Southwest ignored boy's peanut allergy on flight, causing severe reaction, family claims

A Texas family claims Southwest Airlines served peanuts on their flight, causing a severe reaction in their 9-year-old child, despite warning the airline of his life-threatening allergy in advance.

Chelsia and Derrick Calvert were flying with their oldest son Christian from Atlanta back to their home in Houston Tuesday morning when the incident occurred, according to CPRC Click2Houston.

WHAT TO DO IF YOU LOSE YOUR ID RIGHT BEFORE A FLIGHT

They say they notified the airline of Christian’s class 6 allergy (the most severe) to peanuts before their flight, both when they made the reservation and at the ticket counter before the flight.

“We checked in and made sure they knew about the peanut allergy,” said Chelsia told CPRC. “It was also on his original ticket.”

But once they were on the flight, Chelsia said, things took a turn for the worse.

“She [an attendant] handed me some peanuts and that's when, as a mom, I just basically broke down — 'what do you mean?'” Calvert said. “How many have been handed out?”

The presence of peanuts was potentially life threatening to Christian, so his mom had to administer his EpiPen.

Christian’s dad, Derrick, said they still had about 45 minutes to go before the plane landed and they weren’t sure what was going to happen.

Christian’s dad, Derrick, said they still had about 45 minutes to go before the plane landed and they weren’t sure what was going to happen. (iStock)

“And so with his throat closing up, we're making decisions like, 'OK, we have to do this because this is life or death,'” Chelsia said.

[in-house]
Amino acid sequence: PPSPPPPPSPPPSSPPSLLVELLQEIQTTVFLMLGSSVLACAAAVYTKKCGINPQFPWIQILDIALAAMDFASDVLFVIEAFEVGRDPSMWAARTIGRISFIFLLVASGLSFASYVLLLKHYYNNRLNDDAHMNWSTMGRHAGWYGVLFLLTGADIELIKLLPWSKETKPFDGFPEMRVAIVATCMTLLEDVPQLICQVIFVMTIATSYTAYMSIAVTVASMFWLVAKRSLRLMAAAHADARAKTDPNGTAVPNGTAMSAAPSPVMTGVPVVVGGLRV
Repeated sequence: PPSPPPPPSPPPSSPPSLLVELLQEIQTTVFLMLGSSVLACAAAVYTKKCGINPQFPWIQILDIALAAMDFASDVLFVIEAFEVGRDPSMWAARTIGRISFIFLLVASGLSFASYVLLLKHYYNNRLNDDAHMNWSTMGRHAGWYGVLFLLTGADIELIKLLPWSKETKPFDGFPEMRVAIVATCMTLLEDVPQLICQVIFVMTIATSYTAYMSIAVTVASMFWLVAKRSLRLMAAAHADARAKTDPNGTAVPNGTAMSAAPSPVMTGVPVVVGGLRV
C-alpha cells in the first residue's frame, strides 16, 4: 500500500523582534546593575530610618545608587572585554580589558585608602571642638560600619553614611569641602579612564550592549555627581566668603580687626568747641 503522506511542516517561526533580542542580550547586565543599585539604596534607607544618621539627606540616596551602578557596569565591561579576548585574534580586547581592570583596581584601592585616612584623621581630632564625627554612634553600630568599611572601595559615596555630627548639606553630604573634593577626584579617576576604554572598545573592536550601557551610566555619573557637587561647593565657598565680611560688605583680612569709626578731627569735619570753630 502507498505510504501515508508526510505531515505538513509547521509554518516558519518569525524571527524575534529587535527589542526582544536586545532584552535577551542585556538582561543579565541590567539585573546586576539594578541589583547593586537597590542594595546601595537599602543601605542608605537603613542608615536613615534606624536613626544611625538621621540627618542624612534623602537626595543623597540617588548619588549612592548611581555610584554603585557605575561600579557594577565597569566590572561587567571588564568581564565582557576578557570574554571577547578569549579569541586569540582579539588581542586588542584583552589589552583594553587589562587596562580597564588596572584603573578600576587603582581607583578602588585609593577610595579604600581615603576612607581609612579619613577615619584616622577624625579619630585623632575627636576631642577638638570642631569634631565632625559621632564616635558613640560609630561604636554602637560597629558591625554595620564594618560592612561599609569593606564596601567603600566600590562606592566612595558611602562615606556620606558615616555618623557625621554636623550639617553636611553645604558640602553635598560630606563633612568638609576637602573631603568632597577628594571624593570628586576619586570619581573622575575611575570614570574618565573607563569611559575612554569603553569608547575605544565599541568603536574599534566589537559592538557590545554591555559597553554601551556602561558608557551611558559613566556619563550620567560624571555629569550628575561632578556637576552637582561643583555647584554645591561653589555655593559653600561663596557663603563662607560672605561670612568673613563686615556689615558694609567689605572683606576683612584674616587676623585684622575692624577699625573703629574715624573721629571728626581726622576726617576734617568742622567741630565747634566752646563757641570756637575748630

Christian’s dad, Derrick, said they still had about 45 minutes to go before the plane landed and they weren’t sure what was going to happen.

Christian ended up being OK and his parents are relieved, though they want answers from the airline, CPRC reports.

FOLLOW US ON FACEBOOK FOR MORE FOX LIFESTYLE NEWS

Southwest states on its website that: “Southwest Airlines is unable to guarantee a peanut-free or allergen-free flight. We have procedures in place to assist our Customers with severe allergies to peanut dust and will make every attempt not to serve packaged peanuts on the aircraft when our Customers alert us of their allergy to peanut dust.”

A spokesperson for Southwest said they have "followed up with the appropriate Southwest teams in regards to the Calvert family’s experience on our flight yesterday. We have communicated our sincere apologies, and our Customer Relations Department will continue to work directly with Ms. Calvert."